The rodent hippocampus expresses a variety of neuronal network oscillations depending on the behavioral state of the animal. Locomotion and active exploration are accompanied by theta-nested gamma oscillations while resting states and slow-wave sleep are dominated by intermittent sharp wave-ripple complexes. It is believed that gamma rhythms create a framework for efficient acquisition of information whereas sharp wave-ripples are thought to be involved in consolidation and retrieval of memory. While not strictly mutually exclusive, one of the two patterns usually dominates in a given behavioral state. Here we explore how different input patterns induce either of the two network states, using an optogenetic stimulation approach in hippocampal brain slices of mice. We report that the pattern of the evoked oscillation depends strongly on the initial synchrony of activation of excitatory cells within CA3. Short, synchronous activation favors the emergence of sharp wave-ripple complexes while persistent but less synchronous activity-as typical for sensory input during exploratory behavior-supports the generation of gamma oscillations. This dichotomy is reflected by different degrees of synchrony of excitatory and inhibitory synaptic currents within these two states. Importantly, the induction of these two fundamental network patterns does not depend on the presence of any neuromodulatory transmitter like acetylcholine, but is merely based on a different synchrony in the initial activation pattern.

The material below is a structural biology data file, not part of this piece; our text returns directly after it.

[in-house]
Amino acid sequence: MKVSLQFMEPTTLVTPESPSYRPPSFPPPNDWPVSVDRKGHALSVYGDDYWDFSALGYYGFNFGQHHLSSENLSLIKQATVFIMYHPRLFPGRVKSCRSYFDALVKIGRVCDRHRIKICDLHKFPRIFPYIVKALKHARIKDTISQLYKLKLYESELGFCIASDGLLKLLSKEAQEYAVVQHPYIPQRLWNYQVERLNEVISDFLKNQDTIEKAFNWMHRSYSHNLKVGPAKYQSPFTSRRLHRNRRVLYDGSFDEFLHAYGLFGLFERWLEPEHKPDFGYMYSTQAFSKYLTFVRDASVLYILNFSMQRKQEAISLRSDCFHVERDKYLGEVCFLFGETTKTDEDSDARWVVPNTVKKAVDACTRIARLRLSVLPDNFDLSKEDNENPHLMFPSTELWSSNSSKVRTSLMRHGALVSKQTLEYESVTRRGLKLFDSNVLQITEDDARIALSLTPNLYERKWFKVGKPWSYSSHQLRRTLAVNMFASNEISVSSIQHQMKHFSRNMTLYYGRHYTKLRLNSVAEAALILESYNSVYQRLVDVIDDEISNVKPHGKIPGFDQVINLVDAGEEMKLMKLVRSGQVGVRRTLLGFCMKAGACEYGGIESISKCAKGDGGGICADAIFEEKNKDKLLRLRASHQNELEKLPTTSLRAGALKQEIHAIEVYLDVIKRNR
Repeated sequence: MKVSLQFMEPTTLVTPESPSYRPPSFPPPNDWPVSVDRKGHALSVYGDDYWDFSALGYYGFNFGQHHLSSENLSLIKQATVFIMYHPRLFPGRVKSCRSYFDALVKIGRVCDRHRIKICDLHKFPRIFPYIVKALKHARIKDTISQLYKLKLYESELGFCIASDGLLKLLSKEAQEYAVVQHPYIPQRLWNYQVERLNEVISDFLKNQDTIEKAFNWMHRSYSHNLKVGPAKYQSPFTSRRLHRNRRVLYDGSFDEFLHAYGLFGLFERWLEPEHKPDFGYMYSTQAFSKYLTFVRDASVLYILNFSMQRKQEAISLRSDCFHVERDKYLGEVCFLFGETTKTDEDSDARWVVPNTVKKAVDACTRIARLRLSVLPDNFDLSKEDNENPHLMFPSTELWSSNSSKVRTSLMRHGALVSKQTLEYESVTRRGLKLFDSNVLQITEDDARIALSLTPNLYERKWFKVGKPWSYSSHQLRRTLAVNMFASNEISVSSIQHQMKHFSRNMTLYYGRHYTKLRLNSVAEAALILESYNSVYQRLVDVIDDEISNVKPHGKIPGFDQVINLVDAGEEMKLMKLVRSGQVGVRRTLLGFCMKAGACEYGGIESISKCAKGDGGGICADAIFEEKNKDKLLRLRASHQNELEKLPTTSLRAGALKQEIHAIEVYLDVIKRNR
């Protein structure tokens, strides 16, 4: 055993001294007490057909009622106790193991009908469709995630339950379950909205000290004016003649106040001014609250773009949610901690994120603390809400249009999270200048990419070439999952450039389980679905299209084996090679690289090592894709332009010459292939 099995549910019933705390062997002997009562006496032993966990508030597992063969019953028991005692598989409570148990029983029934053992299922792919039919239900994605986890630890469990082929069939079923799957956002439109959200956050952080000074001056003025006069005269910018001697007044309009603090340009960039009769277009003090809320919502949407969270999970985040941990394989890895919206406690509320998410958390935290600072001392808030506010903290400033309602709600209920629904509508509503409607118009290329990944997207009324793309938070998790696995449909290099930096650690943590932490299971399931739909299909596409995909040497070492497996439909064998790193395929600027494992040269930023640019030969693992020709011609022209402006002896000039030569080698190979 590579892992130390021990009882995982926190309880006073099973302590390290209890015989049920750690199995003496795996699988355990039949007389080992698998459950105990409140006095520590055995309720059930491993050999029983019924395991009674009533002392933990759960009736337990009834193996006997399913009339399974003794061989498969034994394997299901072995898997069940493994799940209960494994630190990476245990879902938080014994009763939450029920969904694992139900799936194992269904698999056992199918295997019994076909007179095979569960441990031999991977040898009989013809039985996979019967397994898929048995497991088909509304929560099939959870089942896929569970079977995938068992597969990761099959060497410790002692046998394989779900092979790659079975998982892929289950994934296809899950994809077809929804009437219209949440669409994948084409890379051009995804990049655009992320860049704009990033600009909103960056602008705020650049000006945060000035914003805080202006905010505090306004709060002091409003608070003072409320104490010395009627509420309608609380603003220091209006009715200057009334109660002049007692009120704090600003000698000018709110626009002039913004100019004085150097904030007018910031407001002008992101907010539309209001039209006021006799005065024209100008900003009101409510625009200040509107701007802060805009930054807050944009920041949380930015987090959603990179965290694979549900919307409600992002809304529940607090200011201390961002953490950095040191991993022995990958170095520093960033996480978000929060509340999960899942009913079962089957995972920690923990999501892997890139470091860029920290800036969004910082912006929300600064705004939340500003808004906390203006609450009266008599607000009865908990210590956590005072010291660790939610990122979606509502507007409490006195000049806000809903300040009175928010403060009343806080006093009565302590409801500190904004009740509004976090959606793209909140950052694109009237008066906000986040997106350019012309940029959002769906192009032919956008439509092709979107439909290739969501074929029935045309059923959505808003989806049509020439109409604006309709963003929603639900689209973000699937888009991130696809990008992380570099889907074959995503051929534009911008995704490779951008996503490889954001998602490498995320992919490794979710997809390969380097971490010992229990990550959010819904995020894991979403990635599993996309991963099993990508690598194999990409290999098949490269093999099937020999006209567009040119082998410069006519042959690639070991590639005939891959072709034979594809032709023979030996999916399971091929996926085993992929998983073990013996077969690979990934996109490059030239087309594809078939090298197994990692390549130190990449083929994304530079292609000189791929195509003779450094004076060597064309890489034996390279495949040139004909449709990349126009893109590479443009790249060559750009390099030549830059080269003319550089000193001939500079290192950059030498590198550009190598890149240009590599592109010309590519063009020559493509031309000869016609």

Keywords: memory; oscillation; sharp wave-ripple; synchronization; theta-nested gamma.
© 2020 The Authors. Hippocampus published by Wiley Periodicals, Inc.